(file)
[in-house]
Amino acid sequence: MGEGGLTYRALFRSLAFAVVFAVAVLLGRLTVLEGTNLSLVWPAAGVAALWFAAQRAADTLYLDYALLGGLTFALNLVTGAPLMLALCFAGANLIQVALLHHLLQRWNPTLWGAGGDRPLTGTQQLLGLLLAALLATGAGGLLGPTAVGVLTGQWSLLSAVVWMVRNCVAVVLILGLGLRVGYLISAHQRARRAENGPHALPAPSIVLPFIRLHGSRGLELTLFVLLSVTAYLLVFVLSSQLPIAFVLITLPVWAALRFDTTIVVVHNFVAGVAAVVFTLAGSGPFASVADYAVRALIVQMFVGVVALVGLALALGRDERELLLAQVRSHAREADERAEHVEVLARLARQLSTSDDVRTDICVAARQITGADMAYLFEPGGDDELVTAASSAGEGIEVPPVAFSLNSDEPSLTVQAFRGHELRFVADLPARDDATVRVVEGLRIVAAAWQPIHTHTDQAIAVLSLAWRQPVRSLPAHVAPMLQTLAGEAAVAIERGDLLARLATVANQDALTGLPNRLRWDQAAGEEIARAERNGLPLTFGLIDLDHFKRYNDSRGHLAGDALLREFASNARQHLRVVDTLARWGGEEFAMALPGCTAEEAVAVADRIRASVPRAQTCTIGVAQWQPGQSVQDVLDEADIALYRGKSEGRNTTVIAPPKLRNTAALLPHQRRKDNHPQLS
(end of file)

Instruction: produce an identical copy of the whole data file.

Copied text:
[in-house]
Amino acid sequence: MGEGGLTYRALFRSLAFAVVFAVAVLLGRLTVLEGTNLSLVWPAAGVAALWFAAQRAADTLYLDYALLGGLTFALNLVTGAPLMLALCFAGANLIQVALLHHLLQRWNPTLWGAGGDRPLTGTQQLLGLLLAALLATGAGGLLGPTAVGVLTGQWSLLSAVVWMVRNCVAVVLILGLGLRVGYLISAHQRARRAENGPHALPAPSIVLPFIRLHGSRGLELTLFVLLSVTAYLLVFVLSSQLPIAFVLITLPVWAALRFDTTIVVVHNFVAGVAAVVFTLAGSGPFASVADYAVRALIVQMFVGVVALVGLALALGRDERELLLAQVRSHAREADERAEHVEVLARLARQLSTSDDVRTDICVAARQITGADMAYLFEPGGDDELVTAASSAGEGIEVPPVAFSLNSDEPSLTVQAFRGHELRFVADLPARDDATVRVVEGLRIVAAAWQPIHTHTDQAIAVLSLAWRQPVRSLPAHVAPMLQTLAGEAAVAIERGDLLARLATVANQDALTGLPNRLRWDQAAGEEIARAERNGLPLTFGLIDLDHFKRYNDSRGHLAGDALLREFASNARQHLRVVDTLARWGGEEFAMALPGCTAEEAVAVADRIRASVPRAQTCTIGVAQWQPGQSVQDVLDEADIALYRGKSEGRNTTVIAPPKLRNTAALLPHQRRKDNHPQLS